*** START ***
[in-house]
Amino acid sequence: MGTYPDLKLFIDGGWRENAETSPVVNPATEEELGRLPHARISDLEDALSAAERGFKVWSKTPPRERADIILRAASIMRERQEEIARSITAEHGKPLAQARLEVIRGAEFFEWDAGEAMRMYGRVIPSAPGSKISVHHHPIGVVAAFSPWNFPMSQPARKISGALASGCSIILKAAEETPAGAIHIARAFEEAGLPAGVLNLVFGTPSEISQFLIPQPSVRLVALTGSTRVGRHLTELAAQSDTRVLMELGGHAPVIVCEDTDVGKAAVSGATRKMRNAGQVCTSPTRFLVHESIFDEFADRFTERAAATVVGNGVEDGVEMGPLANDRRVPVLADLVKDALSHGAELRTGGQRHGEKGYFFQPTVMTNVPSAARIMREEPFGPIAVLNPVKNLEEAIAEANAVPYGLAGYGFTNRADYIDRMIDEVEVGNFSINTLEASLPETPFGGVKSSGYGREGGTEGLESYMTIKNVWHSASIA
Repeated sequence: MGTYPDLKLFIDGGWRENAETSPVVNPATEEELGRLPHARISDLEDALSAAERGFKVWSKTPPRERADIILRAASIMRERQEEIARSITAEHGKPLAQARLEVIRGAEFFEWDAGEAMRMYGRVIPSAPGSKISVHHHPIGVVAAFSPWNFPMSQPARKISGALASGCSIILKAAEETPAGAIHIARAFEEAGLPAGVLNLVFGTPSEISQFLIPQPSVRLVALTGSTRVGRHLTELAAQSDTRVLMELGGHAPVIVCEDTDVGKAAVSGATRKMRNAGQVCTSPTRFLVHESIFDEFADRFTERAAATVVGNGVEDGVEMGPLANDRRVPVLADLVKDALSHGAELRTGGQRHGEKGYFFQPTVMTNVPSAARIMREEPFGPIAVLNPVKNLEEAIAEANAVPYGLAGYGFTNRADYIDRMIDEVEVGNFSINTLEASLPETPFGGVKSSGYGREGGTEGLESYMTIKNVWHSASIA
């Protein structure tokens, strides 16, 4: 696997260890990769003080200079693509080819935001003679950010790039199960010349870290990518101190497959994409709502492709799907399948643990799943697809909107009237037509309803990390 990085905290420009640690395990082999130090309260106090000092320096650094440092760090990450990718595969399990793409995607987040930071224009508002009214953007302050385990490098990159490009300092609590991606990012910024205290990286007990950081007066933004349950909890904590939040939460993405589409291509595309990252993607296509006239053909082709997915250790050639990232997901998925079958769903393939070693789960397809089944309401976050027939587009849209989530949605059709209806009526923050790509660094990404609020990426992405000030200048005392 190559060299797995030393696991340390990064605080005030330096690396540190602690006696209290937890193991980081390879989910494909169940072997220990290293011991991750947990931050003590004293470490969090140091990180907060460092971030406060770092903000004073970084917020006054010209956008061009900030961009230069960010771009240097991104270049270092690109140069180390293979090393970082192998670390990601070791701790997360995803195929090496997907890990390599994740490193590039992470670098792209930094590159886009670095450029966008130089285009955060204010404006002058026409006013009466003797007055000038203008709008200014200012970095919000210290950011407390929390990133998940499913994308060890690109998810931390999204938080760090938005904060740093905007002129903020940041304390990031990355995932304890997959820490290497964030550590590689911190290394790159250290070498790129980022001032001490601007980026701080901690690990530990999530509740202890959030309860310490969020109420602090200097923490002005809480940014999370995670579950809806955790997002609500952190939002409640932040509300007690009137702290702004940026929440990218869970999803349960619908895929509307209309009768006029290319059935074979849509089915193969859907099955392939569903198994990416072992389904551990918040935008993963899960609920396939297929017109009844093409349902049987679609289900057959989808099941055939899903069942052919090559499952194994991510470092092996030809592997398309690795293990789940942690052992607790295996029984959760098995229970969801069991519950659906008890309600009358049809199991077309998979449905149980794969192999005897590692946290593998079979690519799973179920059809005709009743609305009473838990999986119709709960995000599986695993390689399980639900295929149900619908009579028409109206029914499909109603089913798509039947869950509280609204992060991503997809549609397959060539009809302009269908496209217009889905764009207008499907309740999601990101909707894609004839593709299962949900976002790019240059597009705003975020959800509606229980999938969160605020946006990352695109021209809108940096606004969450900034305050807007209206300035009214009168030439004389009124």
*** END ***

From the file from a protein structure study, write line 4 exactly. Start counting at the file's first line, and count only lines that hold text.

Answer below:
């Protein structure tokens, strides 16, 4: 696997260890990769003080200079693509080819935001003679950010790039199960010349870290990518101190497959994409709502492709799907399948643990799943697809909107009237037509309803990390 990085905290420009640690395990082999130090309260106090000092320096650094440092760090990450990718595969399990793409995607987040930071224009508002009214953007302050385990490098990159490009300092609590991606990012910024205290990286007990950081007066933004349950909890904590939040939460993405589409291509595309990252993607296509006239053909082709997915250790050639990232997901998925079958769903393939070693789960397809089944309401976050027939587009849209989530949605059709209806009526923050790509660094990404609020990426992405000030200048005392 190559060299797995030393696991340390990064605080005030330096690396540190602690006696209290937890193991980081390879989910494909169940072997220990290293011991991750947990931050003590004293470490969090140091990180907060460092971030406060770092903000004073970084917020006054010209956008061009900030961009230069960010771009240097991104270049270092690109140069180390293979090393970082192998670390990601070791701790997360995803195929090496997907890990390599994740490193590039992470670098792209930094590159886009670095450029966008130089285009955060204010404006002058026409006013009466003797007055000038203008709008200014200012970095919000210290950011407390929390990133998940499913994308060890690109998810931390999204938080760090938005904060740093905007002129903020940041304390990031990355995932304890997959820490290497964030550590590689911190290394790159250290070498790129980022001032001490601007980026701080901690690990530990999530509740202890959030309860310490969020109420602090200097923490002005809480940014999370995670579950809806955790997002609500952190939002409640932040509300007690009137702290702004940026929440990218869970999803349960619908895929509307209309009768006029290319059935074979849509089915193969859907099955392939569903198994990416072992389904551990918040935008993963899960609920396939297929017109009844093409349902049987679609289900057959989808099941055939899903069942052919090559499952194994991510470092092996030809592997398309690795293990789940942690052992607790295996029984959760098995229970969801069991519950659906008890309600009358049809199991077309998979449905149980794969192999005897590692946290593998079979690519799973179920059809005709009743609305009473838990999986119709709960995000599986695993390689399980639900295929149900619908009579028409109206029914499909109603089913798509039947869950509280609204992060991503997809549609397959060539009809302009269908496209217009889905764009207008499907309740999601990101909707894609004839593709299962949900976002790019240059597009705003975020959800509606229980999938969160605020946006990352695109021209809108940096606004969450900034305050807007209206300035009214009168030439004389009124």